Alice Finch has taken the LEGO fan world by storm. A huge storm in fact, and not just once, but twice! Just a bit over a year ago she first unveiled one of the largest LEGO models ever built by a single person; a minifigure-scale LEGO Hogwarts School of Witchcraft & Wizardry based on J.K. Rowling’s Harry Potter books and the corresponding movies. The LEGO Hogwarts School was first revealed at BrickCon 2012, and was also displayed at other LEGO conventions for the public to admire. 🙂
The LEGO Hogwarts School of Witchcraft and Wizardry contains around 400,000 LEGO elements and took about a year to build. Alice meticulously researched the details to make the iconic School of Witchcraft as accurate as possible. At the same time she also kept the model play-friendly so her children can enjoy it. And to be able to transport such a huge LEGO model it is built in sections for easy assembly. The LEGO Hogwarts School of Witchcraft and Wizardry was blogged, tweeted, shared and featured on pretty much all news channels. It was just too awesome! 😀
Now a year later, Alice has done it again. At BrickCon 2013 Alice and fellow builder David Frank revealed a 10×5 foot LEGO Lord of the Rings Rivendell based on J.R.R. Tolkien’s The Hobbit and The Lord of the Rings books and the corresponding movies. This model also took about a year to build, and around 200,000 LEGO elements.
Both Alice and David lives in the Seattle, WA area, and they are both members of their local LEGO Users Group called SeaLUG. After lots of discussions about LEGO castles and elven architecture they decided to build a detailed replica of Rivendell. Each of them independently built certain section and they got together from time to time to make sure everything matched up and aligned. Even their sons helped out in the building (both Alice and David has two sons), and Alice’s husband took the great pictures.
It is very interesting and inspiring to read the stories, and to learn from, such accomplished LEGO builders. How did they start out in LEGO? What inspired them to take up such huge projects? (Both Alice and David are actually fairly new to the LEGO hobby.) Where did they get all the parts needed? How much it all costs? – So much to ask and discuss! Here I just wanted to bring to your attention these amazing LEGO projects in case you haven’t seen them yet, and you can read more at the following exclusive interviews done by the BrothersBrick: Interview with Alice About LEGO Hogwarts and Interview with Alice & David about LEGO Rivendell. You can also see more photos at Alice’s flickr gallery: LEGO Hogwarts Pictures and LEGO Rivendell Pictures.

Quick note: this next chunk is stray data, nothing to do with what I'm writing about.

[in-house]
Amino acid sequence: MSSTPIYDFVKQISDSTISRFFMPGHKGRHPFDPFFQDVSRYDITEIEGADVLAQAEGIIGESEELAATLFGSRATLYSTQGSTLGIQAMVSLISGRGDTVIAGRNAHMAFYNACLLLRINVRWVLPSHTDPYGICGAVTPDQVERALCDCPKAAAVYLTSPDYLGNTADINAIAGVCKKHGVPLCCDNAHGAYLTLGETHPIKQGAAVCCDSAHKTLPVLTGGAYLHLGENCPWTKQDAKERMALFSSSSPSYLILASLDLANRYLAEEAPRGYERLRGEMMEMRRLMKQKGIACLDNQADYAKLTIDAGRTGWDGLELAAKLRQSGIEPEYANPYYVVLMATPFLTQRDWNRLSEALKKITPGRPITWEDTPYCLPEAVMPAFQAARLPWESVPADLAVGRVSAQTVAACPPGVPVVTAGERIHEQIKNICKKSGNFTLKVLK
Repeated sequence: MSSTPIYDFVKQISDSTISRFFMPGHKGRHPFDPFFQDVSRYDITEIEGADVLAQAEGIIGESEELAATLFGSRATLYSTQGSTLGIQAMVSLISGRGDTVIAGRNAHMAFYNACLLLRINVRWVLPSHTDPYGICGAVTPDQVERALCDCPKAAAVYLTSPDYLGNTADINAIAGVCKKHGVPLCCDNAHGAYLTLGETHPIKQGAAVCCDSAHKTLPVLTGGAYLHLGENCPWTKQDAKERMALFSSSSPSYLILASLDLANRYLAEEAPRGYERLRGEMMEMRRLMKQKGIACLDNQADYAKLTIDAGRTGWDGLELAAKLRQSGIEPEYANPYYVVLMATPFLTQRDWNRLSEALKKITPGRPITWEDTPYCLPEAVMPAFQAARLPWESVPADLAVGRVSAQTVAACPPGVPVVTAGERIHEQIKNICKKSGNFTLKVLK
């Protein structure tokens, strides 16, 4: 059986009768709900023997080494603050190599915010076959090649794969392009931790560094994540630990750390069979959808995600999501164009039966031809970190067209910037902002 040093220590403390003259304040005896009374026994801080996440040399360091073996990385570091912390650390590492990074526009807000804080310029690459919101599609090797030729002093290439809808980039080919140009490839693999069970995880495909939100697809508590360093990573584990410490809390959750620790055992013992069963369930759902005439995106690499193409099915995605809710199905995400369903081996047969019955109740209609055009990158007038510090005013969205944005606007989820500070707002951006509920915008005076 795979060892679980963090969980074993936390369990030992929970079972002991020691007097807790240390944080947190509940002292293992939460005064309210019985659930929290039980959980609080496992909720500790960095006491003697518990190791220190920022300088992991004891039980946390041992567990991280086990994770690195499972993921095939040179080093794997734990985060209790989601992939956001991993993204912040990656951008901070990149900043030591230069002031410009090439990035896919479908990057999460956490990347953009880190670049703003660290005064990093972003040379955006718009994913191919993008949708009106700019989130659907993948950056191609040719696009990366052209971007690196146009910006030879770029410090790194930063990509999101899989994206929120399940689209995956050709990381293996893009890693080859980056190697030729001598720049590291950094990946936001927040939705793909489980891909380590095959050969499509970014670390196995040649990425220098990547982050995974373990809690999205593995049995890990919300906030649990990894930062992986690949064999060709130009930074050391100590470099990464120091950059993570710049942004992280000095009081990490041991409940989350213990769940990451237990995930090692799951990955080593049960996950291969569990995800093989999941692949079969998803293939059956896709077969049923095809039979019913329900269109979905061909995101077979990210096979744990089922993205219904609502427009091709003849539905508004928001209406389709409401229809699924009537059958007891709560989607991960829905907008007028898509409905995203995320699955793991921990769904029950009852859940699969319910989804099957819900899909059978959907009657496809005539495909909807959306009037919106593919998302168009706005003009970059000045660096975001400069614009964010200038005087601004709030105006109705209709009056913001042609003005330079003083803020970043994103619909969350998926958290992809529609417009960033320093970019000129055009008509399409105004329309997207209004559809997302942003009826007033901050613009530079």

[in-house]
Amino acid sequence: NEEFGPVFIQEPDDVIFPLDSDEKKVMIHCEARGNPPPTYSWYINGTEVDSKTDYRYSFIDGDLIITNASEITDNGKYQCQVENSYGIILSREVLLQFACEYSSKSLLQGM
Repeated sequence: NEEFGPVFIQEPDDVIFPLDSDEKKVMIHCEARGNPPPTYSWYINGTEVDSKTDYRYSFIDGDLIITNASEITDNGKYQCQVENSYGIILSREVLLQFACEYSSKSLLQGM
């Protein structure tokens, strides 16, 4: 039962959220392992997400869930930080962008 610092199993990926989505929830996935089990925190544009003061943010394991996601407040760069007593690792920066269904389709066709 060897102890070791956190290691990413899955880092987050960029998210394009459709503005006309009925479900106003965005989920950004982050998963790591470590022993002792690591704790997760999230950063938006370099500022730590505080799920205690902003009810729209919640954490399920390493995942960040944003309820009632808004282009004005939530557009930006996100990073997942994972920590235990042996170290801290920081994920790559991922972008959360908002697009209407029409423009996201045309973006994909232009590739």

Alice was also recently interviewed by Joshua Hanlon from BeyondTheBrick, where she talks about both of the projects, the benefits of being a LEGO Users Group member, as well as her recent involvement with BrickLink.com as their new Chief Communication Officer. The interview is over an hour long, but I highly recommend it. If you ever considered getting into large LEGO projects you will get a glimpse of what it takes to make them happen. Also the discussion about BrickLink’s future and development in the second half of the video is very interesting.
On BrickLink Alice recently introduced herself and her latest LEGO project, the Quidditch Pitch for Hogwarts: “…Like many of you, I played with LEGOs as a child and I had a long Dark Age. One brilliant spot in in that darkness was the first Christmas gift my then boyfriend (now husband) gave to me: set #6034 LEGO Castle Black Monarch ghost. I still have it (and the box). Who knew this would be the beginning of a hobby and passion that now takes over rooms in our house! I’ve always tended to design and build things – from St. Basil’s Cathedral out of gingerbread to the house that I live in, but it wasn’t until my elder son was starting to really build that I began to dabble in LEGO again. What started innocently as building a few of the LEGO Harry Potter sets soon turned into a full minifig-scale model of the Great Hall. A year and a half and many BrickLink orders later, it is 400,000 bricks big. I still can’t believe it’s had 7 million views on Flickr! Even when I’m not putting bricks together, I have LEGO on my mind. I’m a full time mother to two young sons who build (and pilfer from my stash) and I’m an active AFOL in Seattle. I have close relationships with many of the amazing builders in my area, my local LEGO Store employees, and the hundreds of kids I know at my son’s school where I run the art program…”
So what do you think? How do you like the LEGO Hogwarts and LEGO Rivendell projects? Have you had a chance to see either of them in person? And did you learn something interesting from the video-interview? And on more question; if you would have all the LEGO bricks in the world what large-scale LEGO project would you consider building? Feel free to share and discuss in the comment section below! 😉